Injuries to Steelers secondary could alter plans
During June minicamp, defensive backs coach Carnell Lake was asked if anything could derail the Steelers' plan to employ more press-man coverage this season.
Lake was quick with an answer.
“Injuries,” he said. “They are going to happen, and that would be the biggest hindrance to us progressing as a secondary — if we don't have all bodies at our disposal.”
It's the second week of training camp, the Steelers haven't played their first preseason game and injuries already are mounting in the secondary.
Third-round draft pick and rookie corner Cameron Sutton was the first to go down, suffering a lower-body injury on the first day of nonpadded workouts. Veteran safety Mike Mitchell limped off the field early in the first padded workout and has not returned. Senquez Golson, trying to compete for a slot cornerback position, had his third serious injury in as many camps, leaving the initial padded practice with a hamstring injury.
And Friday night, second-year cornerback and 2016 first-round draft pick Artie Burns joined a crowded trainer's room with a leg injury. He hasn't practice since, including Sunday night at Heinz Field.
Extended absences in the secondary could put a wrinkle in the plans to deploy more press coverage. The issue surfaced after Tom Brady shredded the secondary for 384 yards and three touchdown passes in the New England Patriots' 36-17 victory against the Steelers in last season's AFC championship game.
The Steelers made it a focus during organized team activities and minicamp before reporting to Latrobe. They tried to find players capable of playing press coverage in free agency by signing veteran Coty Sensabaugh and in the draft by selecting Sutton and fifth-round corner Brian Allen among eight selections.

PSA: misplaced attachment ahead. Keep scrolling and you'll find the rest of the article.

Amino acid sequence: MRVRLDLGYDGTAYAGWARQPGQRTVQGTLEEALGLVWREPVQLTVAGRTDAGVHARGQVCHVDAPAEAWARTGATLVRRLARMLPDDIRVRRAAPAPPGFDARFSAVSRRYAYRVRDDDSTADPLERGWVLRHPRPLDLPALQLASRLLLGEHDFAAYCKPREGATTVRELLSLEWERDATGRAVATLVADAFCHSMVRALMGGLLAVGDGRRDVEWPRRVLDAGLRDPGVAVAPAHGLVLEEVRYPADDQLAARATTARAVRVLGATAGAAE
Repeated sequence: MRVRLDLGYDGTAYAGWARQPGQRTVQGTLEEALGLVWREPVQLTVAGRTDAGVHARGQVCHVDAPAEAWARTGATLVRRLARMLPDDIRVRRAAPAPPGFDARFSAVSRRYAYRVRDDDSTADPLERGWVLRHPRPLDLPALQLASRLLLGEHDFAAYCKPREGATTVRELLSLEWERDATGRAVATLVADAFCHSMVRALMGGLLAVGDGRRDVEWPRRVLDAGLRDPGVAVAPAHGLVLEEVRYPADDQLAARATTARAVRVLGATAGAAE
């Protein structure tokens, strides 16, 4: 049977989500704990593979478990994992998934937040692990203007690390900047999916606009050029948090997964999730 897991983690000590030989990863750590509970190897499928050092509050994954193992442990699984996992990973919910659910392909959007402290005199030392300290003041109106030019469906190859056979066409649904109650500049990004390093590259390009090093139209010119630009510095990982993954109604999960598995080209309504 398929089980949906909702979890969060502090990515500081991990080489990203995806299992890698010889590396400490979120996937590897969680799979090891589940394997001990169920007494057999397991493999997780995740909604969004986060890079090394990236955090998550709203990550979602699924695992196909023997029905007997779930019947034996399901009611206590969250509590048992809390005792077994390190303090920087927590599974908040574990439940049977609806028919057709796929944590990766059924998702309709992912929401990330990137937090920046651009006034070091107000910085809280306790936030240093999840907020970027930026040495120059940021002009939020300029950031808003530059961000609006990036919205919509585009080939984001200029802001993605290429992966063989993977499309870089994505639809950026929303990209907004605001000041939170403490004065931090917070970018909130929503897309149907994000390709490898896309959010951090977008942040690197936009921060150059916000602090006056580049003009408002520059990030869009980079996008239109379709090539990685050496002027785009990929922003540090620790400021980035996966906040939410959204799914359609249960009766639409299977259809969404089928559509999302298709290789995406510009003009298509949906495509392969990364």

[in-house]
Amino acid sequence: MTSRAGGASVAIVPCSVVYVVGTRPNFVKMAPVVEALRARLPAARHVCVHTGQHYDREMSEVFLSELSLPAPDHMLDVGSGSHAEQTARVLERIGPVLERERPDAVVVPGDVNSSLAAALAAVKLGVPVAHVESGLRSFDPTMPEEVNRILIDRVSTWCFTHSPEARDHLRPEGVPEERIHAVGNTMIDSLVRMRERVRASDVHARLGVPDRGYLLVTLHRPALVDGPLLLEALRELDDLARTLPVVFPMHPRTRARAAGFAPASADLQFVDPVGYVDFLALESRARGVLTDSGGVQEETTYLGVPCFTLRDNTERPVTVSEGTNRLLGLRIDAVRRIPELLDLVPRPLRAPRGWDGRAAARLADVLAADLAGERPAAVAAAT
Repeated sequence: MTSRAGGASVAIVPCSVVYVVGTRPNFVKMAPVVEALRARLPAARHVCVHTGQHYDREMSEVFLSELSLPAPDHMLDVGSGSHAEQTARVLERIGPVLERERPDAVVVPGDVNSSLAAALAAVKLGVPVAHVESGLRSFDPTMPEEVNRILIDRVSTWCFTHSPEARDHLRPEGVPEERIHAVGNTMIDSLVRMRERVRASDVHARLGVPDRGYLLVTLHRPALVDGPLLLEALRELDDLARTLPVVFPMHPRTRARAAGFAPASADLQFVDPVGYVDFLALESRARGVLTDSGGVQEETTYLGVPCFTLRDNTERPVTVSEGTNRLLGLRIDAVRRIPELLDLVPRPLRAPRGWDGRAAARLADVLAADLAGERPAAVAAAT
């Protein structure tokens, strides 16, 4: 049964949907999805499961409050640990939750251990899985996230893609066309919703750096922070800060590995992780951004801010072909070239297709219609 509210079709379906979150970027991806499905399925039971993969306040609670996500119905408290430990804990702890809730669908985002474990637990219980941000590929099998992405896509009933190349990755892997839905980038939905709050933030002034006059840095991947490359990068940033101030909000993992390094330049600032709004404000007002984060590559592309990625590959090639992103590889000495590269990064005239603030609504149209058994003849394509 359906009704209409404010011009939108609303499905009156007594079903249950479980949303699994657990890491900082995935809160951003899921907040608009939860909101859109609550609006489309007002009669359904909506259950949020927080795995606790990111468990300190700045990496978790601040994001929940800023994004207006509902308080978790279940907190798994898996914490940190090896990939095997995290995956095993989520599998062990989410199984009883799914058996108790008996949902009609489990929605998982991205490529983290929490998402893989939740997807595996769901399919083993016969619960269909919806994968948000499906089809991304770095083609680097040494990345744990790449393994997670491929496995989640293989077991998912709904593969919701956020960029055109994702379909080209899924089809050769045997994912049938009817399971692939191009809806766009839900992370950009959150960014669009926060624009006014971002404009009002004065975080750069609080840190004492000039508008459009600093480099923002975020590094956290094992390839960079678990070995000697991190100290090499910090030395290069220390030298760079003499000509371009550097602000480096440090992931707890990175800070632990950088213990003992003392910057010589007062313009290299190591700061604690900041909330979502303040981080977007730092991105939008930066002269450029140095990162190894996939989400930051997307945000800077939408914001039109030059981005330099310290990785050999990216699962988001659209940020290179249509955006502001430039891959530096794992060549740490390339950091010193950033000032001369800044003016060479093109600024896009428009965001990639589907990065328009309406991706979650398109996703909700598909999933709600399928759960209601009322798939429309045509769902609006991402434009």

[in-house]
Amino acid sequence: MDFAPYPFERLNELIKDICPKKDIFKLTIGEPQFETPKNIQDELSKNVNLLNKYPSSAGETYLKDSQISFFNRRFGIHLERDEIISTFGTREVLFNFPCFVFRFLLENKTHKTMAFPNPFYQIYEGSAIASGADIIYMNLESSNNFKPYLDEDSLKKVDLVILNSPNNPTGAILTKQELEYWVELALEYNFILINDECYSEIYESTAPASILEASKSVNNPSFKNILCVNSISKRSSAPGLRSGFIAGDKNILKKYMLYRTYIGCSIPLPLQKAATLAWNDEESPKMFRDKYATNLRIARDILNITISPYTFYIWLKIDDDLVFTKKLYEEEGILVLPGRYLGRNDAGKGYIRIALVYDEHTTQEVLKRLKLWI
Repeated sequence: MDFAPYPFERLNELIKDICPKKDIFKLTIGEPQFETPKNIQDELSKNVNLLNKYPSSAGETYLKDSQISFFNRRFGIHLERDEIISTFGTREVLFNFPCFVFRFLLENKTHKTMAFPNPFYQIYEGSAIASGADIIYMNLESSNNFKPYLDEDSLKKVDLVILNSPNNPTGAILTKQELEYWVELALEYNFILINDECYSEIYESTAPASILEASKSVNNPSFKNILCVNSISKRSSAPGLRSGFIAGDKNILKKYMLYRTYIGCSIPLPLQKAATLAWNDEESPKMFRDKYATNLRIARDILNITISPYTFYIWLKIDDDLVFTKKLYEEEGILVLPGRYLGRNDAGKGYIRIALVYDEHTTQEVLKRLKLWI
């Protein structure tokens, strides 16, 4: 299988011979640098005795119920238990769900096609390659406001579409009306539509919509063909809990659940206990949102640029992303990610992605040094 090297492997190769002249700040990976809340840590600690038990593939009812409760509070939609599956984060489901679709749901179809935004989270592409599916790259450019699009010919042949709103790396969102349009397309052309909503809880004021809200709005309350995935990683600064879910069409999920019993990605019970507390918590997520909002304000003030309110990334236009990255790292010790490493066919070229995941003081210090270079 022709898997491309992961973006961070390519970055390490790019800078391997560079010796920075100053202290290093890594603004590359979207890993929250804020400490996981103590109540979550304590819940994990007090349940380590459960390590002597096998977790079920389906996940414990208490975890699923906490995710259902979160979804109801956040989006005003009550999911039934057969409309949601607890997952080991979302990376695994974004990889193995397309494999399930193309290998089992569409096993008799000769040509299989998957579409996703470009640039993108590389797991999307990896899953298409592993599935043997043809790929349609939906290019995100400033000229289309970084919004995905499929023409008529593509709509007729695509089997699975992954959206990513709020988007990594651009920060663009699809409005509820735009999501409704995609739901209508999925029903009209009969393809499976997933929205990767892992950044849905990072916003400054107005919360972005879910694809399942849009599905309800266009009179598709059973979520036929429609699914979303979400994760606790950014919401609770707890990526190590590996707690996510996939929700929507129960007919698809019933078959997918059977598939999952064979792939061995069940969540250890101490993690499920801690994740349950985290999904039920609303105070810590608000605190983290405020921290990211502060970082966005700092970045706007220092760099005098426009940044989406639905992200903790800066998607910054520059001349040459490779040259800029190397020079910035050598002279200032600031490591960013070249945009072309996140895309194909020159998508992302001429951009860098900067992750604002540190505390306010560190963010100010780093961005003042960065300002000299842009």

“It's definitely a hot topic,” cornerback Ross Cockrell said. “We'll see how it goes.”
In training camp, Burns was paired exclusively with All-Pro wide receiver Antonio Brown until the corner was injured early in the Friday night practice. Cockrell, entering his second full year as a starter, was paired against Justin Hunter and other receivers competing for the No. 2 spot. The past two practices, Cockrell has struggled in coverage against Brown.
Before his injury, Burns said the concept of playing press coverage only would work if the Steelers had the personnel and aptitude to use it.
“Whatever best fits the guy that's on the field, that's the scheme we're going to have to go with,” he said.
Training camp would give the Steelers six weeks to decide which direction to take.
“I want to pick a route that I want to go down,” Burns said, “and give them some type of view about what they can look forward to.”
If the intent was to create a more physical tone among defensive backs, that message was received. Burns and Cockrell emphasized the need to play close to the line of scrimmage and jam the receivers to disrupt routes.
“We want to play true, legitimate Steelers defense, going back to the '70s, going back to when coach Lake played in the '90s,” Cockrell said. “Those guys put hands on people, got off the blocks, got to the ball. That's what we want to incorporate into our game.”
“That's the Steeler way, the Steeler tradition,” he said. “We just want to follow in that tradition.”
The AFC championship game aside, the Steelers made strides last season while transitioning to a younger, more athletic defense. With Burns and safety Sean Davis each starting nine games as rookies, the Steelers were in the middle of the pack (16th) in passing yards allowed. That was an improvement from 27th in 2014 and 30th in 2015.
The upgrade happened, in part, because the Steelers were fifth in passes defensed and fourth in red-zone percentage.
“We played a significant amount of man last year on certain downs, in certain situations and in certain games,” Cockrell said. “Last year, we had to get to know each other. This year, we know each other more. We have a little more of a cohesive unit.”
One that apparently only injuries can tear apart.